This is, against all reason, a really excellent salad dressing. It’ll keep in the fridge for about three days. It’s also extremely good with cold new potatoes, over warm asparagus and on eggs instead of mayonnaise. Spend the five minutes it takes to make some, and encourage your Grandma to stop buying the Heinz stuff.

Spice-crusted chicken with Boursin stuffing

Regular readers will note that I’m very fond of Boursin – the garlic-spiked cream cheese which comes in a dear little corrugated tinfoil hat. It’s got a lot more kick than the Philadelphia variety, and I find it much more robust in cooking than other cream cheeses.

It may be a mass-produced cheese, but Boursin actually has quite a history behind it. It’s been around for more than forty years, and was the first large-scale soft cheese production business in France. François Boursin took the idea behind the meal of fromage frais and herbs eaten in French villages (it was a popular meal in Gournay, his own home town), and turned it into “All-natural Gournay cheese”. The ad campaign with the “Du pain, du vin, du Boursin” tagline has been around for nearly as long; it started in 1968, and you can still buy wedge-shaped bits of Boursin for your cheeseboard, if you are the sort of person who has a cheeseboard and thinks Boursin belongs on it.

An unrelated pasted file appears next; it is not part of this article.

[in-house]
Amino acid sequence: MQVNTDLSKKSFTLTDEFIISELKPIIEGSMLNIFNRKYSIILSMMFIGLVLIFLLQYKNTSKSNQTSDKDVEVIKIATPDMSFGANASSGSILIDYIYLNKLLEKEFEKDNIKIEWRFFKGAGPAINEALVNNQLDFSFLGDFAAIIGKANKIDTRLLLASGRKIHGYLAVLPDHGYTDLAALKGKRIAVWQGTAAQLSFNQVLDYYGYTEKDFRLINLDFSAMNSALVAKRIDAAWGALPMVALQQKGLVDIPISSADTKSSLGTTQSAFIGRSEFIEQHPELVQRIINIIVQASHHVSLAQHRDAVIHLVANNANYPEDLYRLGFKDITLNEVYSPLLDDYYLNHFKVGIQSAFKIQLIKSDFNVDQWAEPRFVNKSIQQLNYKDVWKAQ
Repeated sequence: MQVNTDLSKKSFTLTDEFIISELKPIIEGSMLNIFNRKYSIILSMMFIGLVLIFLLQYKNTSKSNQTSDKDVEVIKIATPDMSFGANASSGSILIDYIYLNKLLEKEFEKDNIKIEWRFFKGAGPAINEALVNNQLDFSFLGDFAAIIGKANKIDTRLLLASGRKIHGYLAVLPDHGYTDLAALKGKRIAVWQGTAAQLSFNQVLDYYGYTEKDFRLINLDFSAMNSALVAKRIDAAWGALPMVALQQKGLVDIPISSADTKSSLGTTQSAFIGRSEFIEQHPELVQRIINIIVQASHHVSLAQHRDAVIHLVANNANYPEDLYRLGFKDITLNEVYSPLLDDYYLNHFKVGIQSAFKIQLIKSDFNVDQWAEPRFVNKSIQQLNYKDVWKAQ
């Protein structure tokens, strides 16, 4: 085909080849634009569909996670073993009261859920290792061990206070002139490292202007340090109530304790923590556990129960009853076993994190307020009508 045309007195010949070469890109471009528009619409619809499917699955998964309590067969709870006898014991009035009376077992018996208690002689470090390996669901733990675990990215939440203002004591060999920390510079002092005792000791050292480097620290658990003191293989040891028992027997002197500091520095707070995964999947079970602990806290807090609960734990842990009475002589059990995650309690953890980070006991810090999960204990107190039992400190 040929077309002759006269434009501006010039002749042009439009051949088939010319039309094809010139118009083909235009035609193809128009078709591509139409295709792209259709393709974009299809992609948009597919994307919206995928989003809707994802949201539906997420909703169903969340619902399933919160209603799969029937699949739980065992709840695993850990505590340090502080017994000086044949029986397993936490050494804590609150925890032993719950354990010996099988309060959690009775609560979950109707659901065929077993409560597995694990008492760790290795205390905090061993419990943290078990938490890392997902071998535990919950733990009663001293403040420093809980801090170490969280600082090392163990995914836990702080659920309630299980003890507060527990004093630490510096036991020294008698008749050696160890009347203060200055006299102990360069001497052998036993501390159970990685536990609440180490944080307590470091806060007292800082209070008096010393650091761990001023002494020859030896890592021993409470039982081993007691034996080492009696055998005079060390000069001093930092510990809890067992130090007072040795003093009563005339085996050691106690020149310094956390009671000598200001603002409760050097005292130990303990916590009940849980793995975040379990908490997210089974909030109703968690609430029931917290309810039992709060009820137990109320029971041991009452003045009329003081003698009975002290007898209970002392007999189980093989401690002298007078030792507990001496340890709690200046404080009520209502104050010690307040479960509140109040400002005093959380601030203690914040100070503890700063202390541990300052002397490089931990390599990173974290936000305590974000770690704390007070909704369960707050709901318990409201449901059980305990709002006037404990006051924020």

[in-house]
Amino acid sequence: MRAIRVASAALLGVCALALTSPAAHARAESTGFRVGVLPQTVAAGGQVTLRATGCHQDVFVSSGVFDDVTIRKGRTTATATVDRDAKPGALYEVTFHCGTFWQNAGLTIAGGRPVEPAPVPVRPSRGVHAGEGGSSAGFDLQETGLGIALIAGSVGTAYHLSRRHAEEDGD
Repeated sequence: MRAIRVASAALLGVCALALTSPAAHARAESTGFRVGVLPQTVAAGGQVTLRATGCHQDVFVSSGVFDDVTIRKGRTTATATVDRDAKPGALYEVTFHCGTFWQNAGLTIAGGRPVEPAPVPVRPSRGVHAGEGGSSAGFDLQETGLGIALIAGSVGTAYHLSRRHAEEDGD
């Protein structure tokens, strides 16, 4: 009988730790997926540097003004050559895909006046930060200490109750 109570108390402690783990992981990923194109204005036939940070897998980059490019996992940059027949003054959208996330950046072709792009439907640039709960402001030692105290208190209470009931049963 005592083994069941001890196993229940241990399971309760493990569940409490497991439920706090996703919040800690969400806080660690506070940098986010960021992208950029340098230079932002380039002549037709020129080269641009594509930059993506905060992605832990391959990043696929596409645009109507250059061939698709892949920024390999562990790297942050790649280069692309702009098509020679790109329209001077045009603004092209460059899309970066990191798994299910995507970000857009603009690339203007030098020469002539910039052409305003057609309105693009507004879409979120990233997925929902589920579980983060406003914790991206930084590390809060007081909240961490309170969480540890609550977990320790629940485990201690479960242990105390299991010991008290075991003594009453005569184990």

I like it very much on bread, but Boursin really comes into its own when it’s hot, and acting as a hard sauce.

For this dish you’ll need (per person):

1 breast joint of chicken with skin and bones
1/2 round Boursin
1 teaspoon coriander seeds
1 teaspoon cumin seeds
Butter, olive oil, salt

Push your fingers under the skin of the chicken until it’s loosened and you’ve got a little pocket under all the skin. Push the Boursin under it, squashing and flattening until you’ve forced it all into the pocket. (This is a lot of cheese for a little chicken; just keep going until it’s all packed in there.) Smear any that’s left over the outside of the breast – it’ll help the crust to stick.